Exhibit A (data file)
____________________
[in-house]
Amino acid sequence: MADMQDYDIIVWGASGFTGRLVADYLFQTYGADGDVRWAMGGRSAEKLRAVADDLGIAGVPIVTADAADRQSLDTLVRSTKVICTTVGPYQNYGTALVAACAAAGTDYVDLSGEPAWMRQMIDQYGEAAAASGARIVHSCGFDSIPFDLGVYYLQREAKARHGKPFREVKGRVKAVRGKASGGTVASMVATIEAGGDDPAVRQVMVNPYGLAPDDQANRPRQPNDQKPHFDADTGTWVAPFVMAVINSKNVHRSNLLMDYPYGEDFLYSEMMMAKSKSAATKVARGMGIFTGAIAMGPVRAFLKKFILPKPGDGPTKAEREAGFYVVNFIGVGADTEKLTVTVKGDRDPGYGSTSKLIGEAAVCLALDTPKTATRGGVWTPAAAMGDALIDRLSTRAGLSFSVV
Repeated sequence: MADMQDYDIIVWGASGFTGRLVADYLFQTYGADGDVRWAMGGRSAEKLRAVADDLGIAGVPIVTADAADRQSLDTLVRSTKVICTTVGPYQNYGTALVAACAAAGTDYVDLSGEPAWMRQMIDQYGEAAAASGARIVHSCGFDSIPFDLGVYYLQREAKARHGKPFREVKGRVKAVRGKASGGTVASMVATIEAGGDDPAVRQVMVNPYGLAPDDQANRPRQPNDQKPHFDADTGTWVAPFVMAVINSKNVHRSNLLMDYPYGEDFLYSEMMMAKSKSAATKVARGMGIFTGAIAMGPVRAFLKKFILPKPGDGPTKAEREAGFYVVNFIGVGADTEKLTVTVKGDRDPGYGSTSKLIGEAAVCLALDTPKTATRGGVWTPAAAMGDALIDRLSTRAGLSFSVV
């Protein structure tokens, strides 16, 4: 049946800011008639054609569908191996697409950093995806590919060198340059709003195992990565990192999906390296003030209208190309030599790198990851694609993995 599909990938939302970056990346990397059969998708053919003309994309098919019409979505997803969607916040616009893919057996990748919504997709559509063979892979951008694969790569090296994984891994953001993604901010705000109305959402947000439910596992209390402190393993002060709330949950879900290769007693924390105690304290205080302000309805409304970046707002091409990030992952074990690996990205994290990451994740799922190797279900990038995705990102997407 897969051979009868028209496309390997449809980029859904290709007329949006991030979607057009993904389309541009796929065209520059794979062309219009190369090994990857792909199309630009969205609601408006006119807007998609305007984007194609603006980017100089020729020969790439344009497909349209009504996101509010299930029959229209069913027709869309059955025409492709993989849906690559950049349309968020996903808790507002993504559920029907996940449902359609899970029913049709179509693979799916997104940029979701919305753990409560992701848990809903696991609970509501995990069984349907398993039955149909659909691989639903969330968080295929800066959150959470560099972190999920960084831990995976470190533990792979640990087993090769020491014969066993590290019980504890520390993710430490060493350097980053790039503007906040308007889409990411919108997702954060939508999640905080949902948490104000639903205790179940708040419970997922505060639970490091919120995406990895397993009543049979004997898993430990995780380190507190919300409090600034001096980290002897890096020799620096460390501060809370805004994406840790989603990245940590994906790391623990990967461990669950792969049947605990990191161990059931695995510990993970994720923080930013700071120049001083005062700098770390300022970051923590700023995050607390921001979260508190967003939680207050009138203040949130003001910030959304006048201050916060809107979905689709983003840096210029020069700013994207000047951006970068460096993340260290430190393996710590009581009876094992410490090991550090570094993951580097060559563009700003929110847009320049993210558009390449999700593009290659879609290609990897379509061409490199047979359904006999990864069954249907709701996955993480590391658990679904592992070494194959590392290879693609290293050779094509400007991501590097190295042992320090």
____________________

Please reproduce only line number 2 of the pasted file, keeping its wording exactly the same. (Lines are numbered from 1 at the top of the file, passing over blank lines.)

Amino acid sequence: MADMQDYDIIVWGASGFTGRLVADYLFQTYGADGDVRWAMGGRSAEKLRAVADDLGIAGVPIVTADAADRQSLDTLVRSTKVICTTVGPYQNYGTALVAACAAAGTDYVDLSGEPAWMRQMIDQYGEAAAASGARIVHSCGFDSIPFDLGVYYLQREAKARHGKPFREVKGRVKAVRGKASGGTVASMVATIEAGGDDPAVRQVMVNPYGLAPDDQANRPRQPNDQKPHFDADTGTWVAPFVMAVINSKNVHRSNLLMDYPYGEDFLYSEMMMAKSKSAATKVARGMGIFTGAIAMGPVRAFLKKFILPKPGDGPTKAEREAGFYVVNFIGVGADTEKLTVTVKGDRDPGYGSTSKLIGEAAVCLALDTPKTATRGGVWTPAAAMGDALIDRLSTRAGLSFSVV